While precise data on how many people are retiring to legal pot states is not currently available, “there is anecdotal evidence that people with health conditions—which medical marijuana could help treat—are relocating to states with legalized marijuana,” Michael Stoll, a professor of public policy at UCLA who studies retiree migration trends, told Reuters.
Stoll also cited data from United Van Lines, showing Oregon as the top U.S. moving destination in 2014. Two-thirds of moves to Oregon last year were inbound—a five percent increase from the previous year.
The Mountain West region, including Colorado, boasted the highest percentage of people moving there to retire, according to United Van Lines. One-third of movers to the region said they were going there specifically to retire.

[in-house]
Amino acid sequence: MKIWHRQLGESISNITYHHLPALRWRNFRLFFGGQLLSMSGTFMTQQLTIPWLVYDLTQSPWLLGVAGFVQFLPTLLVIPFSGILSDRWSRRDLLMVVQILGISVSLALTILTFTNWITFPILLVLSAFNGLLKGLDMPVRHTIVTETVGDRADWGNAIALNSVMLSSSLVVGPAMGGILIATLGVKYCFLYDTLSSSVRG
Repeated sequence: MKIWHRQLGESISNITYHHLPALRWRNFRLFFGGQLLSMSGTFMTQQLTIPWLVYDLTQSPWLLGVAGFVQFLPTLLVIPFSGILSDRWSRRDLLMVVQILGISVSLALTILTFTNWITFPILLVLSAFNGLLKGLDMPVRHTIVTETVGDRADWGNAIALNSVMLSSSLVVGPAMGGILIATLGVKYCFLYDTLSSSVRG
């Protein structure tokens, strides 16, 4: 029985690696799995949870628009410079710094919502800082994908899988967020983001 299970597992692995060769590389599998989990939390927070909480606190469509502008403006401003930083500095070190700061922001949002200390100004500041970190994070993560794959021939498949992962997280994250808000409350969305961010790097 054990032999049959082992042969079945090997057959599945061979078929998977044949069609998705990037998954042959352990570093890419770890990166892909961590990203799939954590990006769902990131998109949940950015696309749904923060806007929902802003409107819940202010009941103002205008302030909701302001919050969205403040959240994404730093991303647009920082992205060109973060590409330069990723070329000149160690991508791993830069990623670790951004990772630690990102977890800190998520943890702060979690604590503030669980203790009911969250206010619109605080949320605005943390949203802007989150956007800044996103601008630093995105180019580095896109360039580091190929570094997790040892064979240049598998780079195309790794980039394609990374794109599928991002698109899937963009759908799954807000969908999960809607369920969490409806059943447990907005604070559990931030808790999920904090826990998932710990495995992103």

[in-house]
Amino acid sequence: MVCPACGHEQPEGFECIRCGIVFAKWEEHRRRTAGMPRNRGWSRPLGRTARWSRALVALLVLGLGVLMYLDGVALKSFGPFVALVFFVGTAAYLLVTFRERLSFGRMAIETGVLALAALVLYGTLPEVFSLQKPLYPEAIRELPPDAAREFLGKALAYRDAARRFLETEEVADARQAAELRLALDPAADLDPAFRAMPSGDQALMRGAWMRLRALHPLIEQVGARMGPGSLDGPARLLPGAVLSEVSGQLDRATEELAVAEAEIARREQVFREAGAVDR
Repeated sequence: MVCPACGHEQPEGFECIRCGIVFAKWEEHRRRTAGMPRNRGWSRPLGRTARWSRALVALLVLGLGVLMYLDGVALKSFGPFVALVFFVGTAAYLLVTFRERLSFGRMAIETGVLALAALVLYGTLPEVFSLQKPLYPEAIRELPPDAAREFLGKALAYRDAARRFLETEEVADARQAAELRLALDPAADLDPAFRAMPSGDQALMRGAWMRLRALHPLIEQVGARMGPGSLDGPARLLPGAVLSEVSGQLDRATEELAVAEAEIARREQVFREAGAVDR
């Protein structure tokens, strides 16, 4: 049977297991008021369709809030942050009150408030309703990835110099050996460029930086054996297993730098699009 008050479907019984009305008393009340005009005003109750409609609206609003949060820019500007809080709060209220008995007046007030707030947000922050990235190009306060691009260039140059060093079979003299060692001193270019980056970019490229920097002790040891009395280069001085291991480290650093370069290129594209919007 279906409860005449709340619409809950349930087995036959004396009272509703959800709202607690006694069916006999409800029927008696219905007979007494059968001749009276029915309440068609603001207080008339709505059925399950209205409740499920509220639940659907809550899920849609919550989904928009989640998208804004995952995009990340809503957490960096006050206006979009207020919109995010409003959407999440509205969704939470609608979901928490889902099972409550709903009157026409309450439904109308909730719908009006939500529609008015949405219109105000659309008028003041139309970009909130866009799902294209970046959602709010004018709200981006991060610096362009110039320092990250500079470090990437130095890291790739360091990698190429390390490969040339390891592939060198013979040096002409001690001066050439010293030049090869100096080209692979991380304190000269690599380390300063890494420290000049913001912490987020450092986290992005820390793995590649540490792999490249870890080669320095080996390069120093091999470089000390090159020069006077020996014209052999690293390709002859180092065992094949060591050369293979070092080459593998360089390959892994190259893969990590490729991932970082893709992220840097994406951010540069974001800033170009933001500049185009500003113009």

Data from the Substance Abuse and Mental Health Services Administration showed that pot smoking significantly increased among baby boomers in the past decade and is expected to continue to rise. It’s no wonder the pot industry is skyrocketing, after all, boomers (born between 1946 and 1964) represent close to one-quarter of the U.S. population.
After suffering a serious back injury, Chris Cooper, an investment adviser from Toledo, retired to California when powerful prescription drugs weren’t helping the pain or spasms. He liked what he saw there.
“Stores are packed with every type of person you can imagine,” Cooper told Reuters. “There are old men in wheelchairs, or women whose hair is falling out from chemotherapy. You see literally everybody.”
Dispensary workers concur.
“About half of the people coming into our shop are seniors,” Karl Keich, founder of Seattle Medical Marijuana Association, said. “It’s a place where your mother or grandmother can come in and feel safe.”